The Dutch Police is at a crossroads. Like most organizations, the Dutch National Police is well equipped to fight yesterday's issues. Today’s challenges require a police force that is tech-savvy, able to deal with increasingly complex crimes, and is very quick to respond to new developments. Criminal organizations are no longer the classic highly structured organizations of old, they have become true network organizations. A recent report has described them as a loose association of specialists: pick the number you require from the proverbial criminal yellow pages, and you are on your way.
Contrast this with an organization that tends to lag behind in adopting new ways of working. That struggles to make decisions and is slow to respond to new challenges. Historically, the National Police is a hierarchical, siloed, and at times political organization. The people are what keeps the organization afloat: it is through their passion, perseverance and will-power that the organization keeps functioning. This passion and perseverance comes at a cost, however. A high percentage of people suffer from burn-outs or leave the organization prematurely, other people simply become disengaged.
Increasingly, however, teams and the organization as a whole are finding ways to tackle crime more effectively, and make their work more enjoyable in the process. Experiments with Agile Police Teams in the Rotterdam and Arnhem areas of the Netherlands are paving the way of more widespread adoption of Agile throughout the organization.
This short description makes it sound like this was a simple process, in reality, it was anything but. Getting to this point required boldness, creating social safety, great personal leadership, radical transparency, inter-agency cooperation (with the prosecutor's office), great team spirit, and quite simply lots of hard work. And the story is far from over, the real work is just beginning. While these teams have provided a catalyst, truly re-energizing the National Police requires making hard choices and dealing with structural impediments embedded in the organization.
This story will explore what other organizations can learn from the journey the Dutch National Police is going through, but will also highlight the key strategic choices ahead that are required to create not just agile police teams, but an Agile Police Organization.
I would like to stress 5 key learnings.
1. Leadership is crucial. Ecosystems are changed by the top predators, meaning that while teams do the work, leadership creates an environment that makes this possible. Agile transformations that do not transform the way the organization is led are doomed to fail.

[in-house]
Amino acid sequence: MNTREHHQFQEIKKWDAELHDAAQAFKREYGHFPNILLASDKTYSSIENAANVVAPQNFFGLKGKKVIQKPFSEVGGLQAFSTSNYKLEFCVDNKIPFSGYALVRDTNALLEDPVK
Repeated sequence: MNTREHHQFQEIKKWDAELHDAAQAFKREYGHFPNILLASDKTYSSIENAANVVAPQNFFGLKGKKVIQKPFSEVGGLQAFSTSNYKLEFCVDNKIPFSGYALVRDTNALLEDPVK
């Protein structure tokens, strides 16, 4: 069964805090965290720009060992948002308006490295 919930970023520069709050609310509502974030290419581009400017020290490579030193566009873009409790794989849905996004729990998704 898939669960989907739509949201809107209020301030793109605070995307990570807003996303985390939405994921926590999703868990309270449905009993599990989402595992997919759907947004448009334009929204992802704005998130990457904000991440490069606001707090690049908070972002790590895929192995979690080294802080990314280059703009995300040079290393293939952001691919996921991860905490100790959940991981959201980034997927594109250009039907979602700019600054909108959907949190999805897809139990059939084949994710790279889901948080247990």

2. Go where the energy is. Start the transformation with the willing, or those that are in most dire need. Prove the concept, then scale out and up.
3. There are no blueprints. Agile transformations are organic, thus the transformation itself needs to be agile too. Deep and narrow should be preferred over broad and shallow. Get it right with a few teams, and only then scale up. Scaling up before structural problems have been tackled only scales up problems.
4. Frameworks are a starting point, not a goal. The National Police has many similar teams that perform the same function in different areas or cities, yet none of them work in exactly the same way. All have tailored their way of working to their specific local circumstances. The same work, vastly different approaches. The same goes for large scaling frameworks, they offer interesting perspectives but the only scaled framework that has proven right for the national police is the framework that they have developed themselves, and even then are vast differences between teams and units.
5. Strive to become a true network organization. Crucial to tomorrow’s challenges is the understanding that the organization can no longer go it alone. This is a long term change that will not only affect teams and ways of working, this will require fundamental changes in all areas of the organization (HR to name but one).
Ultimately, this is a story of hope. For law enforcement everywhere, but more importantly if Agile can work in the Dutch Police it principles are truly universally applicable.
Michiel van Gerven is an Agile Coach and Trainer at Organize Agile, based in the Netherlands. He has a penchant for Agile in unconventional environments and likes a puzzle. Currently he is the Lead Transformation Coach at an international insurance agency and coaches, trains and advises the Dutch National Police in adopting agile ways of working and thinking. And, most importantly, he facilitates them in embracing an agile culture and mindset.